November 1, 2010
NPL Builds Long Range Alpha Detector
The UK's National Physical Laboratory (NPL) has developed a new portable radiation detector that can assess the safety of potentially contaminated areas far quicker than current methods. The prototype was inspired by the aftermath of the murder of Alexander Litvinenko in London 2006.
Litvinenko's death was due to radiation poisoning from polonium-210. It prompted wide-scale work to assess radiation levels at almost 50 premises in London that he had been prior to his death before opening them up again to the public, costing the Health Protection Agency £2 million.
NPL has developed a prototype device which can detect the optical photons generated by alpha particles in air, thus having a far greater range.
Alpha particles can cause ionization of nitrogen in air, which in turn produces fluorescence photons that show up as discrete spectral lines in the UV band of the electromagnetic spectrum. These photons can travel much further than alpha particles and are not hindered by surface particles or roughness and can be transmitted through any UV transparent material such as plastic or glass. This means an area could be made safe before a contamination assessment is carried out.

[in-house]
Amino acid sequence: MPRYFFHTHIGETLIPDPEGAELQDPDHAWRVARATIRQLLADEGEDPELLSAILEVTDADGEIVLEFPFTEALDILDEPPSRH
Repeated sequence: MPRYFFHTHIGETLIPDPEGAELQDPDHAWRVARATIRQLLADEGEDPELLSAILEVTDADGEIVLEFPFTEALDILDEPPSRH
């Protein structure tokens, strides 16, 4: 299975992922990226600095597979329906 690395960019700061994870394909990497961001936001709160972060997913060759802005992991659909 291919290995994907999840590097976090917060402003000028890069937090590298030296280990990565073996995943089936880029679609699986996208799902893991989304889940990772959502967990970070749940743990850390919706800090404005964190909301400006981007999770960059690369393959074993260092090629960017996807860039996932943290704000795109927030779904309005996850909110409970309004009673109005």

NPL has developed a portable device for low-level monitoring in normal lighting conditions. Laboratory tests have shown that the prototype is capable of detecting alpha induced nitrogen fluorescence at distances greater than the range of alpha particles (2 cm). The prototype has demonstrated detection up to 20 cm, limited currently by the optics on the device. However, the principle is completely scaleable with small devices having a range of cms and non-portable devices reaching kms.
Ray Chegwin, Business Development Manager at NPL, said: "NPL has a strong heritage of using world class measurement science to benefit society and industry in the UK and beyond. By producing a prototype that can measure radiation up to ten times further away than current methods we can greatly improve the time it takes to safely assess any suspected radioactive areas. Our prototype could have saved the time it took to monitor the areas relevant to the Litvinenko case, and cut the costs of such an essential operation. Of course, the detector could be used to support radiation safety and decommissioning operations in the nuclear industry, amongst others, and we're currently investigating these."
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